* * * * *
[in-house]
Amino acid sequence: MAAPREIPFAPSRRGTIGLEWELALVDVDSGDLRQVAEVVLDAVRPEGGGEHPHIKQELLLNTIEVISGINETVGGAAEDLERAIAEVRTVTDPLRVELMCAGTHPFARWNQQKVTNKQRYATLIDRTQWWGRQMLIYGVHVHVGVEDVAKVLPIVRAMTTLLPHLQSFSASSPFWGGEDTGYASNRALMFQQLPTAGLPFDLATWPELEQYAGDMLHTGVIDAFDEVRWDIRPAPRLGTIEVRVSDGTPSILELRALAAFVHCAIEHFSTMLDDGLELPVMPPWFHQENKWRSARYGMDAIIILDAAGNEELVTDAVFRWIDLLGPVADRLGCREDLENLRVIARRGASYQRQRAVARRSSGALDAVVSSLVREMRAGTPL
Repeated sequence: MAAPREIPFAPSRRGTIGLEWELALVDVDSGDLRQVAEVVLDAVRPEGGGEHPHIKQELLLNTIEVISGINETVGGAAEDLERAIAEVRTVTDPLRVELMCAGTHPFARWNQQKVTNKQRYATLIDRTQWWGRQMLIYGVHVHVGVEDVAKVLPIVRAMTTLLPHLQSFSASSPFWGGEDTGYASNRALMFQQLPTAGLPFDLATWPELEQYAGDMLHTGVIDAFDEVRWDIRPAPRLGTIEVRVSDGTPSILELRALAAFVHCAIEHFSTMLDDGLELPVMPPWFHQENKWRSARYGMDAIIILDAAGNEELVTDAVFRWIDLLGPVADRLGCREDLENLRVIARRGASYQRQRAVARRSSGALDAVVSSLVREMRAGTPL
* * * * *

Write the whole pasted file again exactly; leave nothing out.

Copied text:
[in-house]
Amino acid sequence: MAAPREIPFAPSRRGTIGLEWELALVDVDSGDLRQVAEVVLDAVRPEGGGEHPHIKQELLLNTIEVISGINETVGGAAEDLERAIAEVRTVTDPLRVELMCAGTHPFARWNQQKVTNKQRYATLIDRTQWWGRQMLIYGVHVHVGVEDVAKVLPIVRAMTTLLPHLQSFSASSPFWGGEDTGYASNRALMFQQLPTAGLPFDLATWPELEQYAGDMLHTGVIDAFDEVRWDIRPAPRLGTIEVRVSDGTPSILELRALAAFVHCAIEHFSTMLDDGLELPVMPPWFHQENKWRSARYGMDAIIILDAAGNEELVTDAVFRWIDLLGPVADRLGCREDLENLRVIARRGASYQRQRAVARRSSGALDAVVSSLVREMRAGTPL
Repeated sequence: MAAPREIPFAPSRRGTIGLEWELALVDVDSGDLRQVAEVVLDAVRPEGGGEHPHIKQELLLNTIEVISGINETVGGAAEDLERAIAEVRTVTDPLRVELMCAGTHPFARWNQQKVTNKQRYATLIDRTQWWGRQMLIYGVHVHVGVEDVAKVLPIVRAMTTLLPHLQSFSASSPFWGGEDTGYASNRALMFQQLPTAGLPFDLATWPELEQYAGDMLHTGVIDAFDEVRWDIRPAPRLGTIEVRVSDGTPSILELRALAAFVHCAIEHFSTMLDDGLELPVMPPWFHQENKWRSARYGMDAIIILDAAGNEELVTDAVFRWIDLLGPVADRLGCREDLENLRVIARRGASYQRQRAVARRSSGALDAVVSSLVREMRAGTPL